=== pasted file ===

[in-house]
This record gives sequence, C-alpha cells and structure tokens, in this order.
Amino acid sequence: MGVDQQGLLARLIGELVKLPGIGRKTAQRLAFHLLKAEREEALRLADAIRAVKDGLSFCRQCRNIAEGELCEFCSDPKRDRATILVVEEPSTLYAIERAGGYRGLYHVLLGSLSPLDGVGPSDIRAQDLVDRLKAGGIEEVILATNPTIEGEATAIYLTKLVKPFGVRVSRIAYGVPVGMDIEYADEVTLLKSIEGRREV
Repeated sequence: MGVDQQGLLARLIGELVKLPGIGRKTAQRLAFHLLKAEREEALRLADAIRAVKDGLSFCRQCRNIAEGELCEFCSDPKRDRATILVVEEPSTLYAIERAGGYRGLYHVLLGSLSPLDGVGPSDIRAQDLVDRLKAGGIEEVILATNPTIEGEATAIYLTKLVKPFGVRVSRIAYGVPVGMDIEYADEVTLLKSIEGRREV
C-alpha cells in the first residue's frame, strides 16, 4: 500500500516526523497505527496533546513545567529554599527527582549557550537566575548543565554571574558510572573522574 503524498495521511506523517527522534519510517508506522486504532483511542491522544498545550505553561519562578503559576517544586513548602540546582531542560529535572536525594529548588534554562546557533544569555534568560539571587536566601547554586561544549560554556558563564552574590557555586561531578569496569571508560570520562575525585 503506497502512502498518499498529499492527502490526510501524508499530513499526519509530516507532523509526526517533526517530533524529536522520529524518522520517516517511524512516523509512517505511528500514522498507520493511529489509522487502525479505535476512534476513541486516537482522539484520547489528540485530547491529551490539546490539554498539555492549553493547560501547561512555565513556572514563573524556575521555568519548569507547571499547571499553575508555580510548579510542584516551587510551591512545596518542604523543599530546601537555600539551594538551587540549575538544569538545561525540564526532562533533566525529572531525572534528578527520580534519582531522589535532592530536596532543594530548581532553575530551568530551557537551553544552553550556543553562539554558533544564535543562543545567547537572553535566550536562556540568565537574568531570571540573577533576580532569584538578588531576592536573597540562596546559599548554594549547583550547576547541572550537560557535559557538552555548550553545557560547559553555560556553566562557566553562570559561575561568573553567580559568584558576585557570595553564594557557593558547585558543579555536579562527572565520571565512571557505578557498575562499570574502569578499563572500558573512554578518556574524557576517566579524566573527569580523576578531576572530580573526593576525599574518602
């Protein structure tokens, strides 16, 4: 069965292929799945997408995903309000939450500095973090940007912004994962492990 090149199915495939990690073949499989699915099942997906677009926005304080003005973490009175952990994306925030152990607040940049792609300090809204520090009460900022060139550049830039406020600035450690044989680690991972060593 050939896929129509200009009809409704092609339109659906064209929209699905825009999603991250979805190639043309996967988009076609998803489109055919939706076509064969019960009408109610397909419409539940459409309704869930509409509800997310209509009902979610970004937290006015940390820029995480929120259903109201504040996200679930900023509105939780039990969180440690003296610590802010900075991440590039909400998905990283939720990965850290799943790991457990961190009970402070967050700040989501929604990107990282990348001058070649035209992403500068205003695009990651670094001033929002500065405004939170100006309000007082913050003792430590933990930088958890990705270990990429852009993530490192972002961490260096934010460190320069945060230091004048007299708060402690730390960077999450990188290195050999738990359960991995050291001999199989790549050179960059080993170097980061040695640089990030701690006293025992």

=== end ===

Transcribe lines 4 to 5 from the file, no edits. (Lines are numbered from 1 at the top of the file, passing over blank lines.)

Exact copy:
Repeated sequence: MGVDQQGLLARLIGELVKLPGIGRKTAQRLAFHLLKAEREEALRLADAIRAVKDGLSFCRQCRNIAEGELCEFCSDPKRDRATILVVEEPSTLYAIERAGGYRGLYHVLLGSLSPLDGVGPSDIRAQDLVDRLKAGGIEEVILATNPTIEGEATAIYLTKLVKPFGVRVSRIAYGVPVGMDIEYADEVTLLKSIEGRREV
C-alpha cells in the first residue's frame, strides 16, 4: 500500500516526523497505527496533546513545567529554599527527582549557550537566575548543565554571574558510572573522574 503524498495521511506523517527522534519510517508506522486504532483511542491522544498545550505553561519562578503559576517544586513548602540546582531542560529535572536525594529548588534554562546557533544569555534568560539571587536566601547554586561544549560554556558563564552574590557555586561531578569496569571508560570520562575525585 503506497502512502498518499498529499492527502490526510501524508499530513499526519509530516507532523509526526517533526517530533524529536522520529524518522520517516517511524512516523509512517505511528500514522498507520493511529489509522487502525479505535476512534476513541486516537482522539484520547489528540485530547491529551490539546490539554498539555492549553493547560501547561512555565513556572514563573524556575521555568519548569507547571499547571499553575508555580510548579510542584516551587510551591512545596518542604523543599530546601537555600539551594538551587540549575538544569538545561525540564526532562533533566525529572531525572534528578527520580534519582531522589535532592530536596532543594530548581532553575530551568530551557537551553544552553550556543553562539554558533544564535543562543545567547537572553535566550536562556540568565537574568531570571540573577533576580532569584538578588531576592536573597540562596546559599548554594549547583550547576547541572550537560557535559557538552555548550553545557560547559553555560556553566562557566553562570559561575561568573553567580559568584558576585557570595553564594557557593558547585558543579555536579562527572565520571565512571557505578557498575562499570574502569578499563572500558573512554578518556574524557576517566579524566573527569580523576578531576572530580573526593576525599574518602